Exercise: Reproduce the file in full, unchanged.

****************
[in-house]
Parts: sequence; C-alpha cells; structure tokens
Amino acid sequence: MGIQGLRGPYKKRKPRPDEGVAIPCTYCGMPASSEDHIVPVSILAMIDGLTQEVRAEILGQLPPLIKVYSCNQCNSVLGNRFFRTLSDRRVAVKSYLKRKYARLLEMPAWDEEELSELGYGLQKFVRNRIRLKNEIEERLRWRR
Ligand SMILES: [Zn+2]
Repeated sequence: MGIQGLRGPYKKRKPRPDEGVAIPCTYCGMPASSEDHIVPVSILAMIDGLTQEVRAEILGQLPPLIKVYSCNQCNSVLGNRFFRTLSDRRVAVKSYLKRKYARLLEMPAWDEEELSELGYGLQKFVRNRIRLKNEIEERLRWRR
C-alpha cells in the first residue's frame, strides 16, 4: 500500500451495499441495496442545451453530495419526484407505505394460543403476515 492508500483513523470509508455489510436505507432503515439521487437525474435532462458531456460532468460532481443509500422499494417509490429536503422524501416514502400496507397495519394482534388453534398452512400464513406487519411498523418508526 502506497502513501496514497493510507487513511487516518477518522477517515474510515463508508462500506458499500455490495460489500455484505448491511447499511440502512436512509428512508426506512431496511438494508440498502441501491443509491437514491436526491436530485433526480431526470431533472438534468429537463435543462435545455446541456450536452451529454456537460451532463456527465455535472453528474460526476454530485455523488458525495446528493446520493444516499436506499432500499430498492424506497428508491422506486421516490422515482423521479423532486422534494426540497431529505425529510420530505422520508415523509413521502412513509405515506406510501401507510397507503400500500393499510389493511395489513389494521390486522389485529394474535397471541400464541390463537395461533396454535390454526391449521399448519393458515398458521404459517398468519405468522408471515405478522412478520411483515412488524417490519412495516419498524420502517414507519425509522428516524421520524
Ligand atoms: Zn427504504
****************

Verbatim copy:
[in-house]
Parts: sequence; C-alpha cells; structure tokens
Amino acid sequence: MGIQGLRGPYKKRKPRPDEGVAIPCTYCGMPASSEDHIVPVSILAMIDGLTQEVRAEILGQLPPLIKVYSCNQCNSVLGNRFFRTLSDRRVAVKSYLKRKYARLLEMPAWDEEELSELGYGLQKFVRNRIRLKNEIEERLRWRR
Ligand SMILES: [Zn+2]
Repeated sequence: MGIQGLRGPYKKRKPRPDEGVAIPCTYCGMPASSEDHIVPVSILAMIDGLTQEVRAEILGQLPPLIKVYSCNQCNSVLGNRFFRTLSDRRVAVKSYLKRKYARLLEMPAWDEEELSELGYGLQKFVRNRIRLKNEIEERLRWRR
C-alpha cells in the first residue's frame, strides 16, 4: 500500500451495499441495496442545451453530495419526484407505505394460543403476515 492508500483513523470509508455489510436505507432503515439521487437525474435532462458531456460532468460532481443509500422499494417509490429536503422524501416514502400496507397495519394482534388453534398452512400464513406487519411498523418508526 502506497502513501496514497493510507487513511487516518477518522477517515474510515463508508462500506458499500455490495460489500455484505448491511447499511440502512436512509428512508426506512431496511438494508440498502441501491443509491437514491436526491436530485433526480431526470431533472438534468429537463435543462435545455446541456450536452451529454456537460451532463456527465455535472453528474460526476454530485455523488458525495446528493446520493444516499436506499432500499430498492424506497428508491422506486421516490422515482423521479423532486422534494426540497431529505425529510420530505422520508415523509413521502412513509405515506406510501401507510397507503400500500393499510389493511395489513389494521390486522389485529394474535397471541400464541390463537395461533396454535390454526391449521399448519393458515398458521404459517398468519405468522408471515405478522412478520411483515412488524417490519412495516419498524420502517414507519425509522428516524421520524
Ligand atoms: Zn427504504